Q. As a 78-year-old male, I have an estimated life expectancy of another nine years. Like most people my age, I would like to live longer and stronger. Because the CDC estimates that about a third of guys like me will die of heart disease, it seems that taking special care of my cardiovascular health could extend the quality and length of my life. But will I just be transferring my risk to other diseases that will end my life in roughly the same time frame?
A. Thanks largely to advances in medical care — especially in the field of cardiology — the average life expectancy in the United States rose dramatically over the past few decades. In 1960, the average person lived 70 years, but by 2019, that number had risen to 79. Unfortunately, this upward trend slowed in recent years and the number began falling gradually, due to the rise in rates of diabetes and obesity, both of which are leading contributors to poor cardiovascular health. The dramatic death toll from the COVID-19 pandemic also reduced average life expectancy, which fell to 76 years in 2021.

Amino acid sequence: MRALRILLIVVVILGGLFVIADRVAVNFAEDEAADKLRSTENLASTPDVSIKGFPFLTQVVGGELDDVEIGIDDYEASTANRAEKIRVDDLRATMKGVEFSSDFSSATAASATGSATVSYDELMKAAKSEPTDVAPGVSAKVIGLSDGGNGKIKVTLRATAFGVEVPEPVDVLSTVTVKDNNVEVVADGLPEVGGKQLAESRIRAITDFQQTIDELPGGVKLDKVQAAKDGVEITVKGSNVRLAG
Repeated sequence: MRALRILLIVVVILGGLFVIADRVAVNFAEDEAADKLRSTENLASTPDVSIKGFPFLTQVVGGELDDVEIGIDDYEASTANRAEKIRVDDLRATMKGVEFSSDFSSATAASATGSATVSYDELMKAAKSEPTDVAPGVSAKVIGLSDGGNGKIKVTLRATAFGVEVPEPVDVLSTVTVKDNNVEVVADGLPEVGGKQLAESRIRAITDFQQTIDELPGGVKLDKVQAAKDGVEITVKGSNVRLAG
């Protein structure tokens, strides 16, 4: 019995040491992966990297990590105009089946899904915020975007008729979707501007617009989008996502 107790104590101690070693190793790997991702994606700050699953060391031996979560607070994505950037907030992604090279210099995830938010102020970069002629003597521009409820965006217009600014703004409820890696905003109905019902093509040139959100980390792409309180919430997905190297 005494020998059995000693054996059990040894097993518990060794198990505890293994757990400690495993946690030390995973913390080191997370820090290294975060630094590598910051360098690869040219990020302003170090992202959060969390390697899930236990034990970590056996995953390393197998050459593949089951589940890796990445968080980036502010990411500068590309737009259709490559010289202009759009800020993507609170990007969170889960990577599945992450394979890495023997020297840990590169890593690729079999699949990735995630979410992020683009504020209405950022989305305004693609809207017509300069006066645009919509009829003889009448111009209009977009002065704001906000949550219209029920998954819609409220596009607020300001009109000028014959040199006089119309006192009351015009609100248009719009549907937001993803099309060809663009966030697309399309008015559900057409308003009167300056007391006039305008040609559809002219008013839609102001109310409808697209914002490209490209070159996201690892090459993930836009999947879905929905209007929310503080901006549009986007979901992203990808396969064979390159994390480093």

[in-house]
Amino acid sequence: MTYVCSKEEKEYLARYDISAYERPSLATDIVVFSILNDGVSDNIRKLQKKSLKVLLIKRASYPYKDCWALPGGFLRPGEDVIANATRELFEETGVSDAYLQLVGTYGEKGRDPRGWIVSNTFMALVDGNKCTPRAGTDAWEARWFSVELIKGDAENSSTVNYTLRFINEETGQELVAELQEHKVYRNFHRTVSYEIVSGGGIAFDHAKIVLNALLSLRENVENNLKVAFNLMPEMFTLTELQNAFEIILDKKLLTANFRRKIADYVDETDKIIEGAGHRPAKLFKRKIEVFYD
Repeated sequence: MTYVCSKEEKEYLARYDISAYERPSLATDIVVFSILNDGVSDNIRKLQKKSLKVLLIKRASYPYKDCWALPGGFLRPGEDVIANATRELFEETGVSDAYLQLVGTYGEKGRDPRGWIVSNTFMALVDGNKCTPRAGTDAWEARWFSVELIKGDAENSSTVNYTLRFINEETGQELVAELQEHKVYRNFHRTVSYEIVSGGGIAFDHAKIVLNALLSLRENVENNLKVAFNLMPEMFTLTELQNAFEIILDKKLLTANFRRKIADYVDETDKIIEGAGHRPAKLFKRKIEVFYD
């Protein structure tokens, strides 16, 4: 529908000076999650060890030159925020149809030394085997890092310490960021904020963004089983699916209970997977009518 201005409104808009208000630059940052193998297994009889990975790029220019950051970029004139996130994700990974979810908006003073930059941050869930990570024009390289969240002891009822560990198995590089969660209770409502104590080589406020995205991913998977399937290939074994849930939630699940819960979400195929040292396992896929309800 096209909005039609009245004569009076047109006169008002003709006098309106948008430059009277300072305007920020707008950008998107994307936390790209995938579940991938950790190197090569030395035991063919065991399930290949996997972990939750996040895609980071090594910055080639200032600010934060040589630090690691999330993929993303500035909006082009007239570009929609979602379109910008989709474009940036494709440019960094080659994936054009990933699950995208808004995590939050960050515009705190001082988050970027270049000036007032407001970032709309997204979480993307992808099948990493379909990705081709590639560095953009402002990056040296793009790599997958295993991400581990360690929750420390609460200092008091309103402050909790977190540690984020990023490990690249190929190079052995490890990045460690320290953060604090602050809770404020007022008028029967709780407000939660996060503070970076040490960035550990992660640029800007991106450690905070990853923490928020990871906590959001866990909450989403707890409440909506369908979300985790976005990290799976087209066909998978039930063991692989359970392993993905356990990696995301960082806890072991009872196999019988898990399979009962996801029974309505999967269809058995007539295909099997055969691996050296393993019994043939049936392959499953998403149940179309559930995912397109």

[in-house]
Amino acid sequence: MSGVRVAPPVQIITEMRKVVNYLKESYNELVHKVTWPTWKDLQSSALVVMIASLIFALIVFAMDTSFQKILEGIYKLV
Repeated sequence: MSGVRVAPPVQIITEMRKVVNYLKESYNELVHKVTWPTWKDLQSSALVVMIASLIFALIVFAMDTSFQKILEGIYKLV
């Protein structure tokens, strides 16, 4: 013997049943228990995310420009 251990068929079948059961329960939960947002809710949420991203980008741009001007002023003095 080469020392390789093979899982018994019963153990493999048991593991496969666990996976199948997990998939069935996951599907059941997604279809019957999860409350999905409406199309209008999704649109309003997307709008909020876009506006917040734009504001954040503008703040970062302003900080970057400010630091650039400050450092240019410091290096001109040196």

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About the Author
Christopher P. Cannon, MD, Editor in Chief, Harvard Heart Letter; Editorial Advisory Board Member, Harvard Health Publishing
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